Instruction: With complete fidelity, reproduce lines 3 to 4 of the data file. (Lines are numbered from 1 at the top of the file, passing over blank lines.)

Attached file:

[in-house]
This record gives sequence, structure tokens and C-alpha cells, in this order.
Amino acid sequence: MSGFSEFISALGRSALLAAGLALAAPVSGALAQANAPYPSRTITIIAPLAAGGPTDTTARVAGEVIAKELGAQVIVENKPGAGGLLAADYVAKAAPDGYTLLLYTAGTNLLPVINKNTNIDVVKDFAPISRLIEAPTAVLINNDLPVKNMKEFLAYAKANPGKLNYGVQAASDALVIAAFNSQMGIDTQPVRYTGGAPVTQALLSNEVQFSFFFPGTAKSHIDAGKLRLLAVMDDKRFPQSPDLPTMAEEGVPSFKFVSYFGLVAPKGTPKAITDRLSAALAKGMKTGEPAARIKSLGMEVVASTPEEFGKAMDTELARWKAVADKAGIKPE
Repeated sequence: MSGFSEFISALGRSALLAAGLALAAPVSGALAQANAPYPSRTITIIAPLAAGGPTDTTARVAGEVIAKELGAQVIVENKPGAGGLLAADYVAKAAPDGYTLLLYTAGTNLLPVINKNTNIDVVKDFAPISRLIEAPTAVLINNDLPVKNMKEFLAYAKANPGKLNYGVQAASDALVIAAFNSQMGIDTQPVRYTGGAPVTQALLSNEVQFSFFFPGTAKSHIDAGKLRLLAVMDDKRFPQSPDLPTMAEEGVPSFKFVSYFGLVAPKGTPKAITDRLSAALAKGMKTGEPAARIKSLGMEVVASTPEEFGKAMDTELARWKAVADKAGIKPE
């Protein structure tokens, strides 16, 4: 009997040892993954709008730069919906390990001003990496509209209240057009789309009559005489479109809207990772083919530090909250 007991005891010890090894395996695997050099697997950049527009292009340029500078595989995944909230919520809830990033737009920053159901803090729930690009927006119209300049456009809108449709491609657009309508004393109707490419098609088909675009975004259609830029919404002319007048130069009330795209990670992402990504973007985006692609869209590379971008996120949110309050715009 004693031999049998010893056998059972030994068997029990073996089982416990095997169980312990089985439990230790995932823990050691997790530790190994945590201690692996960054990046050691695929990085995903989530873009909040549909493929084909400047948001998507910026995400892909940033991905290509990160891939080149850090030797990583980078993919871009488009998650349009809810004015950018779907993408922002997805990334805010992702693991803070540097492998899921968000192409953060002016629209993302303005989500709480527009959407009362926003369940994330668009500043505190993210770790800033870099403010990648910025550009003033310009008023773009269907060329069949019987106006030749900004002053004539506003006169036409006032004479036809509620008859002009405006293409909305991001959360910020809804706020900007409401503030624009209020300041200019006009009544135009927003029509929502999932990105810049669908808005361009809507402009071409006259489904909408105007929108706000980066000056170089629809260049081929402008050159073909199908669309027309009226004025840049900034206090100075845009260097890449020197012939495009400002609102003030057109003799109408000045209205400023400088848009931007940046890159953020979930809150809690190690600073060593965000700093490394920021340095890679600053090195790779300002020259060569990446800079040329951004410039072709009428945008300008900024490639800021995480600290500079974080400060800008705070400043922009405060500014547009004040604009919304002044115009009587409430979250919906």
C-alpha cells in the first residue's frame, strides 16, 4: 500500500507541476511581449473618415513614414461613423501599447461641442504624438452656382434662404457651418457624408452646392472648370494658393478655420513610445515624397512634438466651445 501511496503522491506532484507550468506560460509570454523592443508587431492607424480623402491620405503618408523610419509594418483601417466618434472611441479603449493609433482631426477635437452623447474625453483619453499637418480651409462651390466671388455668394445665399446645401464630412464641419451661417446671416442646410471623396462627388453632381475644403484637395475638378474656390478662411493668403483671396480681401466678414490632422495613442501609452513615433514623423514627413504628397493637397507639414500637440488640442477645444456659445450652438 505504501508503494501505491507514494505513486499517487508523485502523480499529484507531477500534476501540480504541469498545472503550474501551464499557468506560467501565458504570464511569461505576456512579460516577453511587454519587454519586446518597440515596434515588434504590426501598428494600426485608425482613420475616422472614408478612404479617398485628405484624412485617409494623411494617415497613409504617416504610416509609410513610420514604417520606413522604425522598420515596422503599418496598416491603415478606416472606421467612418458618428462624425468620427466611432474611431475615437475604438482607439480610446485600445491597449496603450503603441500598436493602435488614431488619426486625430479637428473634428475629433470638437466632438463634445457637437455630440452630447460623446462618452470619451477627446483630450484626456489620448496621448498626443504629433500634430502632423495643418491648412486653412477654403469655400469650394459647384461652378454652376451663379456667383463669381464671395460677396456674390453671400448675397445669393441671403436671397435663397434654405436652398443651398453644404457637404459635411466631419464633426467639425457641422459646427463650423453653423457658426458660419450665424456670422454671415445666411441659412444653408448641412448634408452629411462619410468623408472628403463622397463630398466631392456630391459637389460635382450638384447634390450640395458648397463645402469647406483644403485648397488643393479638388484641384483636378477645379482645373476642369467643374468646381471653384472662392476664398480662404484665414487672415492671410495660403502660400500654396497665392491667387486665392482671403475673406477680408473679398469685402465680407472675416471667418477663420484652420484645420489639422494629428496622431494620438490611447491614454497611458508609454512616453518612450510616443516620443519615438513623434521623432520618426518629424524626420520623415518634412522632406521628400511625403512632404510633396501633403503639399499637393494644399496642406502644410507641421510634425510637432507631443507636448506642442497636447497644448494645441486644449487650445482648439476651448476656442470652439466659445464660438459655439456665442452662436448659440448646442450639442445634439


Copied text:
Amino acid sequence: MSGFSEFISALGRSALLAAGLALAAPVSGALAQANAPYPSRTITIIAPLAAGGPTDTTARVAGEVIAKELGAQVIVENKPGAGGLLAADYVAKAAPDGYTLLLYTAGTNLLPVINKNTNIDVVKDFAPISRLIEAPTAVLINNDLPVKNMKEFLAYAKANPGKLNYGVQAASDALVIAAFNSQMGIDTQPVRYTGGAPVTQALLSNEVQFSFFFPGTAKSHIDAGKLRLLAVMDDKRFPQSPDLPTMAEEGVPSFKFVSYFGLVAPKGTPKAITDRLSAALAKGMKTGEPAARIKSLGMEVVASTPEEFGKAMDTELARWKAVADKAGIKPE
Repeated sequence: MSGFSEFISALGRSALLAAGLALAAPVSGALAQANAPYPSRTITIIAPLAAGGPTDTTARVAGEVIAKELGAQVIVENKPGAGGLLAADYVAKAAPDGYTLLLYTAGTNLLPVINKNTNIDVVKDFAPISRLIEAPTAVLINNDLPVKNMKEFLAYAKANPGKLNYGVQAASDALVIAAFNSQMGIDTQPVRYTGGAPVTQALLSNEVQFSFFFPGTAKSHIDAGKLRLLAVMDDKRFPQSPDLPTMAEEGVPSFKFVSYFGLVAPKGTPKAITDRLSAALAKGMKTGEPAARIKSLGMEVVASTPEEFGKAMDTELARWKAVADKAGIKPE